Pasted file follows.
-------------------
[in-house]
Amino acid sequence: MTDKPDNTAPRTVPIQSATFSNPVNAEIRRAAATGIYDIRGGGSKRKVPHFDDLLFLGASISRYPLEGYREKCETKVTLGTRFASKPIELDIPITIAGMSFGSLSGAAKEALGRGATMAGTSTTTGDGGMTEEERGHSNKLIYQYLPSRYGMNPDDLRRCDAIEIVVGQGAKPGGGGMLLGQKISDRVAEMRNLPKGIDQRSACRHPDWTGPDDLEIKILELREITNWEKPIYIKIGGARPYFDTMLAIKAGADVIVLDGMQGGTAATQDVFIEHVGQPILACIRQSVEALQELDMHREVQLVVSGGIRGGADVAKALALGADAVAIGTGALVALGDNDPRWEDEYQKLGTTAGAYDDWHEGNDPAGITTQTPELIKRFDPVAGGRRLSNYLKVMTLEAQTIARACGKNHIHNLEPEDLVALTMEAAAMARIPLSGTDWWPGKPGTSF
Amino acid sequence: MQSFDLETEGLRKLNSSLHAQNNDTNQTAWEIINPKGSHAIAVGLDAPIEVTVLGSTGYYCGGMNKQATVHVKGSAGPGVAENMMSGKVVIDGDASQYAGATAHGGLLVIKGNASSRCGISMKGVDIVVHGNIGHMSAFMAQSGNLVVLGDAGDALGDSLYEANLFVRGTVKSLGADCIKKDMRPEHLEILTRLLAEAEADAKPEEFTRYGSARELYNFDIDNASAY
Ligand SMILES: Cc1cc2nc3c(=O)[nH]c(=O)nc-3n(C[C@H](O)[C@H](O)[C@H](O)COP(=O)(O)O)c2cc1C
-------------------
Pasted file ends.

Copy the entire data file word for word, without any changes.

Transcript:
[in-house]
Amino acid sequence: MTDKPDNTAPRTVPIQSATFSNPVNAEIRRAAATGIYDIRGGGSKRKVPHFDDLLFLGASISRYPLEGYREKCETKVTLGTRFASKPIELDIPITIAGMSFGSLSGAAKEALGRGATMAGTSTTTGDGGMTEEERGHSNKLIYQYLPSRYGMNPDDLRRCDAIEIVVGQGAKPGGGGMLLGQKISDRVAEMRNLPKGIDQRSACRHPDWTGPDDLEIKILELREITNWEKPIYIKIGGARPYFDTMLAIKAGADVIVLDGMQGGTAATQDVFIEHVGQPILACIRQSVEALQELDMHREVQLVVSGGIRGGADVAKALALGADAVAIGTGALVALGDNDPRWEDEYQKLGTTAGAYDDWHEGNDPAGITTQTPELIKRFDPVAGGRRLSNYLKVMTLEAQTIARACGKNHIHNLEPEDLVALTMEAAAMARIPLSGTDWWPGKPGTSF
Amino acid sequence: MQSFDLETEGLRKLNSSLHAQNNDTNQTAWEIINPKGSHAIAVGLDAPIEVTVLGSTGYYCGGMNKQATVHVKGSAGPGVAENMMSGKVVIDGDASQYAGATAHGGLLVIKGNASSRCGISMKGVDIVVHGNIGHMSAFMAQSGNLVVLGDAGDALGDSLYEANLFVRGTVKSLGADCIKKDMRPEHLEILTRLLAEAEADAKPEEFTRYGSARELYNFDIDNASAY
Ligand SMILES: Cc1cc2nc3c(=O)[nH]c(=O)nc-3n(C[C@H](O)[C@H](O)[C@H](O)COP(=O)(O)O)c2cc1C